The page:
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The king's jester, who is dead, was named Yorick.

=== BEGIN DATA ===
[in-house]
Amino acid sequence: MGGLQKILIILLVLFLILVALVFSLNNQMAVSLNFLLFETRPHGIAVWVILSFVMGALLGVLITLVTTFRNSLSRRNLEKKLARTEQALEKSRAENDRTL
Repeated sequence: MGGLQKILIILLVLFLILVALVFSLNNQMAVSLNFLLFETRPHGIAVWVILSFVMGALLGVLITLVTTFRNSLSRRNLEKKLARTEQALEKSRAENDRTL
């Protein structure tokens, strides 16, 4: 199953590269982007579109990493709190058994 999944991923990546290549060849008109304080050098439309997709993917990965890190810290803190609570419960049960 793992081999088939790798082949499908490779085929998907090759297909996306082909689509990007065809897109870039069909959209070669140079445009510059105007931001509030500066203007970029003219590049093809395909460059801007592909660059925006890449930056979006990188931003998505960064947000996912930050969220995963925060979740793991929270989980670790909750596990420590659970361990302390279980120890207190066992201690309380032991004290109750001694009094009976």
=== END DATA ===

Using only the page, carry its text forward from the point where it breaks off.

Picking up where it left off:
The king's jester was Yorick, whose skull Hamlet holds in the graveyard scene in Act V when he says that famous line, "Alas, poor Yorick! I knew him, Horatio." Yorick is important to the play even though he has been dead for "three-and-twenty years" because it is while examining his skull and the bones of other deceased people that Hamlet concludes that death is, indeed, the end of things. After coming to this conclusion, Hamlet no longer fears death.
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